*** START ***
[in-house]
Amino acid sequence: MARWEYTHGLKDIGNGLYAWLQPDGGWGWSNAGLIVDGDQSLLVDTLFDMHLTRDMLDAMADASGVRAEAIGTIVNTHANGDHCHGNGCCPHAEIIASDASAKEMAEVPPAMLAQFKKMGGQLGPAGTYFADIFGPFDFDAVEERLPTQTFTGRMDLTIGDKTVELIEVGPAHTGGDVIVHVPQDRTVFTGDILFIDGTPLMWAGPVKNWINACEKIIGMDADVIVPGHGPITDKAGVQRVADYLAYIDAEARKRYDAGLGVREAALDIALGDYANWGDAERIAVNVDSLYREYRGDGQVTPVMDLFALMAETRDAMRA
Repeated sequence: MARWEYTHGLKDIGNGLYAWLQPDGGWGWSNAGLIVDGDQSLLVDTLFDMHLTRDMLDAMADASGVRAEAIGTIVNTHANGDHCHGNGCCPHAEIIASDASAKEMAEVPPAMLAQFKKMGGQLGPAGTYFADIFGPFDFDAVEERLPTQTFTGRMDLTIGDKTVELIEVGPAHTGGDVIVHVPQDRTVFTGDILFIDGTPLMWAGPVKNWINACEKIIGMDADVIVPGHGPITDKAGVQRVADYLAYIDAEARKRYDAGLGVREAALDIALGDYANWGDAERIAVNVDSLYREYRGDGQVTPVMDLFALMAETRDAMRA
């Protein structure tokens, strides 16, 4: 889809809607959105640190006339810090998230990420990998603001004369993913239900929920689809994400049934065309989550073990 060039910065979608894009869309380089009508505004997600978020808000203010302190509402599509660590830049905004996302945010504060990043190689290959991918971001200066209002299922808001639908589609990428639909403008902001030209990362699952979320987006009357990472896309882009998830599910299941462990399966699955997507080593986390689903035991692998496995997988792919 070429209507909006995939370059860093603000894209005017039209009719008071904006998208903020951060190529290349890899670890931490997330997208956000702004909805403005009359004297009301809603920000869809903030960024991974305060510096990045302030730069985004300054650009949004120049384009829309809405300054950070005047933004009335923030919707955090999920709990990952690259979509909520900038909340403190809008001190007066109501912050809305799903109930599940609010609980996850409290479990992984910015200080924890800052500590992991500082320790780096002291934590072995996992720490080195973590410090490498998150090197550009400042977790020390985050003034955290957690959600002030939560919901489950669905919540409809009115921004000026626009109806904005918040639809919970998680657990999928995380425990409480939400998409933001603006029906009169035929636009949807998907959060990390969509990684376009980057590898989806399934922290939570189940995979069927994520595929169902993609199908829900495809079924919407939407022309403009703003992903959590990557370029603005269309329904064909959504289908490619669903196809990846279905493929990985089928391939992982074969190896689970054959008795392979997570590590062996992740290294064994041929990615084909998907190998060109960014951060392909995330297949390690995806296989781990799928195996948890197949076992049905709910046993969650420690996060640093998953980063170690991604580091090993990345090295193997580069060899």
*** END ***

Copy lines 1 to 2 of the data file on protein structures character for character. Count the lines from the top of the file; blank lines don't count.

[in-house]
Amino acid sequence: MARWEYTHGLKDIGNGLYAWLQPDGGWGWSNAGLIVDGDQSLLVDTLFDMHLTRDMLDAMADASGVRAEAIGTIVNTHANGDHCHGNGCCPHAEIIASDASAKEMAEVPPAMLAQFKKMGGQLGPAGTYFADIFGPFDFDAVEERLPTQTFTGRMDLTIGDKTVELIEVGPAHTGGDVIVHVPQDRTVFTGDILFIDGTPLMWAGPVKNWINACEKIIGMDADVIVPGHGPITDKAGVQRVADYLAYIDAEARKRYDAGLGVREAALDIALGDYANWGDAERIAVNVDSLYREYRGDGQVTPVMDLFALMAETRDAMRA